By Mabell, Dave on August 14, 2019.
Affordable housing, Canada-wide pharmacy care and climate change will be issues raised in Lethbridge during this fall’s federal election campaign.
That’s the plan from Shandi Bleiken, running for the New Democratic Party.
“Everyone I talk to is concerned about the cost of prescription medication and safe housing, the climate crisis, and rhetoric against immigrants, LGBT+ people and our Indigenous neighbours,” she says.
People with access to the medication they need live healthier lives, Bleiken points out.
“I have heard so many stories of people who put off filling prescription medication they need to function, because they cannot afford both medication and living expenses.
“I have heard this from young people not even in their 20s, and from those established in careers with good benefits or who are self-employed, and from seniors.”
People in Lethbridge need more safe, affordable housing, Bleiken says.
“Right now someone making minimum wage needs to work 50 hours a week to afford an average apartment in Lethbridge.”
And that impacts the whole community, she says, from students struggling with food insecurity to seniors. As in many nations, “The solution to homelessness and unsafe living situations will always be providing homes for the people who need them.”
Climate change is a major issue for Lethbridge residents, she’s learned.
“I am already receiving many emails from people in the riding, expressing the need for strong immediate climate policy. They are afraid for their children and families during smoky, increasingly hot summers.”
Bleiken reports one couple expressed how afraid they are to have children, when they aren’t even sure if they will get to retire – or what that retirement could look like in the midst of climate crisis.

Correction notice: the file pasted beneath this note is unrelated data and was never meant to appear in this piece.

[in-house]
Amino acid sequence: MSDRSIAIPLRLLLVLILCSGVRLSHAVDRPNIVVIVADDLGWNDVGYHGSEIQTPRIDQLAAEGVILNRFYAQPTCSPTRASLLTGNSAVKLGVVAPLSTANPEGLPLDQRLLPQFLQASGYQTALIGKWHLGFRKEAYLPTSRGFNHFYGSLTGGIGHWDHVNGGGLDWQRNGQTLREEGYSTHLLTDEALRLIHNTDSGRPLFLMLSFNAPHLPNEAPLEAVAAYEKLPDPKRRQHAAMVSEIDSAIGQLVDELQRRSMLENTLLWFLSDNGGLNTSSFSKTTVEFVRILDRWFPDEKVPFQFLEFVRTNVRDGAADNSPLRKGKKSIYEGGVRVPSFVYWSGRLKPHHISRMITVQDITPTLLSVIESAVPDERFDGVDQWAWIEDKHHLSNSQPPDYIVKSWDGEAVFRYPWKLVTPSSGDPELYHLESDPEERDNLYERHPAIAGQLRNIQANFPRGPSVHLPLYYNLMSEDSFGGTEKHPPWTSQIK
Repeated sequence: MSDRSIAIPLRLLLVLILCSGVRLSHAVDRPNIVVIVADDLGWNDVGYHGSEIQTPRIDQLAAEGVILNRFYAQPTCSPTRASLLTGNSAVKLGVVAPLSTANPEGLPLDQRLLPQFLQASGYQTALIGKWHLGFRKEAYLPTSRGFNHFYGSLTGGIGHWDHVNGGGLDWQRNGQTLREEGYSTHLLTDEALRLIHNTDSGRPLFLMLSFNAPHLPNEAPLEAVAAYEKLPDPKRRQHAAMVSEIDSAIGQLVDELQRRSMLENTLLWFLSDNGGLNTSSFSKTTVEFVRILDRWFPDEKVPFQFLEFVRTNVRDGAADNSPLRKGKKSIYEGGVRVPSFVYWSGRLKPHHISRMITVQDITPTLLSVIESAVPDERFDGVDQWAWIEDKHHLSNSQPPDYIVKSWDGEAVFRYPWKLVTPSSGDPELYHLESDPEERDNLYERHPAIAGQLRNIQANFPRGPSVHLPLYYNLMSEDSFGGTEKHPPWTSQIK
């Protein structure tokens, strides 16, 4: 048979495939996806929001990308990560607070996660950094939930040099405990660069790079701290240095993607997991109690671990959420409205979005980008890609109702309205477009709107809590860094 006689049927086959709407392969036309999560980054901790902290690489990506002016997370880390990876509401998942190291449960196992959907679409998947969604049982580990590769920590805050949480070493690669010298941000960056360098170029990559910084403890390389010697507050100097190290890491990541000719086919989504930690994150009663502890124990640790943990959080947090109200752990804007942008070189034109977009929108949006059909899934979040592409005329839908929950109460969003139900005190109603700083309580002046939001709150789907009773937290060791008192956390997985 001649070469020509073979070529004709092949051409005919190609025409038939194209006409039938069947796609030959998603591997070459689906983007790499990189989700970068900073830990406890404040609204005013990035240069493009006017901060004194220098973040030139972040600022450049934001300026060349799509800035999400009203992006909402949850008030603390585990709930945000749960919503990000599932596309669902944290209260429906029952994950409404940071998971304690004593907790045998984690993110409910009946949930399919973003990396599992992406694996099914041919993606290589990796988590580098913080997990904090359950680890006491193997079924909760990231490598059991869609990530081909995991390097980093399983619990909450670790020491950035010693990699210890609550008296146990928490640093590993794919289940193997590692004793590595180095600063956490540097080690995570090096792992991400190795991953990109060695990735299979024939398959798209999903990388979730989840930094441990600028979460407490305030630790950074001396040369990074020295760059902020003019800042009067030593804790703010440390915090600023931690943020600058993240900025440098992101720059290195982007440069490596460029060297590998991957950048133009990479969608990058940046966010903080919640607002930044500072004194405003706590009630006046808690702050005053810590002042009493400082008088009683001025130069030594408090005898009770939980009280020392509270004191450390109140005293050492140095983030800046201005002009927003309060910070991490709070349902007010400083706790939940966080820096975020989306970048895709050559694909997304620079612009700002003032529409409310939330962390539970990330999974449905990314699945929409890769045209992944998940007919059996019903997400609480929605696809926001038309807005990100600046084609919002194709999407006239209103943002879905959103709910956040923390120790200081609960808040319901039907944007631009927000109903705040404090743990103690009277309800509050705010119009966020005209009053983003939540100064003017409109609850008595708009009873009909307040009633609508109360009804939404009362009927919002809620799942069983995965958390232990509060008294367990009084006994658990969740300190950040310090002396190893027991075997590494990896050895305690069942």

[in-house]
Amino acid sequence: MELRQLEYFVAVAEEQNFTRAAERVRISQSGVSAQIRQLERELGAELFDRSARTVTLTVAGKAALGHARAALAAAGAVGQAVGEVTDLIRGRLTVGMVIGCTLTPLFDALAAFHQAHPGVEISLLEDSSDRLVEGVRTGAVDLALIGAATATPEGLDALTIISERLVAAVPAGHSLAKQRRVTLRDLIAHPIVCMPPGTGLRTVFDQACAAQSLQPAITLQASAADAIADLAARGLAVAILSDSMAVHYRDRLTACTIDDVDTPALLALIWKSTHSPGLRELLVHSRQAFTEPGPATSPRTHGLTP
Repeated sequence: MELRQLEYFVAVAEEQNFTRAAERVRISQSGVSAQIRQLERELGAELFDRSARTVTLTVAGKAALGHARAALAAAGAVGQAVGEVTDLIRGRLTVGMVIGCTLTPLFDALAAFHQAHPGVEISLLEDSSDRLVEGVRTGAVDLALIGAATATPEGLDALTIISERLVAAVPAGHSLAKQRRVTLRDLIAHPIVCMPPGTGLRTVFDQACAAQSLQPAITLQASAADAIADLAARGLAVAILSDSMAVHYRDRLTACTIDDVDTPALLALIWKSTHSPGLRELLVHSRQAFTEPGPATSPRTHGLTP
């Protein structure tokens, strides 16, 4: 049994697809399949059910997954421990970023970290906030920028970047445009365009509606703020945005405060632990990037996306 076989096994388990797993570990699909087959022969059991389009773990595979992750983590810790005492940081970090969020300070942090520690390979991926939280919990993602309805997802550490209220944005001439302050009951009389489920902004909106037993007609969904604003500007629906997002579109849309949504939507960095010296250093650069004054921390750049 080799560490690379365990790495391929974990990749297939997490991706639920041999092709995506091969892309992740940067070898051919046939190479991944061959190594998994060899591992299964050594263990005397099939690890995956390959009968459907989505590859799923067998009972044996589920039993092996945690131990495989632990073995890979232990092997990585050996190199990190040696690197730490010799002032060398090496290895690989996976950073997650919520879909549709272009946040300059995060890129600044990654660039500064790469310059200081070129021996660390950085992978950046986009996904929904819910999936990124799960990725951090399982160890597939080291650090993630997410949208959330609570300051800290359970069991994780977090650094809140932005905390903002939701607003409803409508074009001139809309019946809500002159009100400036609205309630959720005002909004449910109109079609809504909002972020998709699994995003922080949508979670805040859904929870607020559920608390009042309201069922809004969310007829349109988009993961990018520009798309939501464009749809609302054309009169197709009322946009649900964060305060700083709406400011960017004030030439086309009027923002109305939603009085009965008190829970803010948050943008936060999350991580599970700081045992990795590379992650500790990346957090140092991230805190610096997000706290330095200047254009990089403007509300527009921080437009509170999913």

“The people I’ve talked to are frustrated that rich corporations are getting away with polluting our planet while the rest of us pay for it.”
Southern Alberta has the capacity to develop wind and solar energy that would not only supply our area but could be sold beyond our borders, she emphasizes.
“We can have clean-energy solutions that create good jobs, instead of a climate crisis that puts our kids at risk.”
At the national level, Bleiken says she’s passionate about improving Canada’s immigration system.
“Through my community work and the process of my partner immigrating to Canada, I have experienced first-hand how federal policy can directly impact people’s lives.”
It should be accountable to Canadians and rooted in the values of fairness, respect and dignity, she believes.
“We know that immigrants strengthen our country, and I will always stand against those who would use fear of our neighbours to divide us.”
As a community activist in Lethbridge, Bleiken says she’s committed to implementing the United Nations declaration on Indigenous peoples, to addressing the housing and water crises experienced across the country, and to implementing the Calls for Justice set out by the Inquiry into Murdered and Missing Indigenous Women.
A past president of OUTreach Southern Alberta, Bleiken was selected by Lethbridge residents in a two-way nomination race recently.
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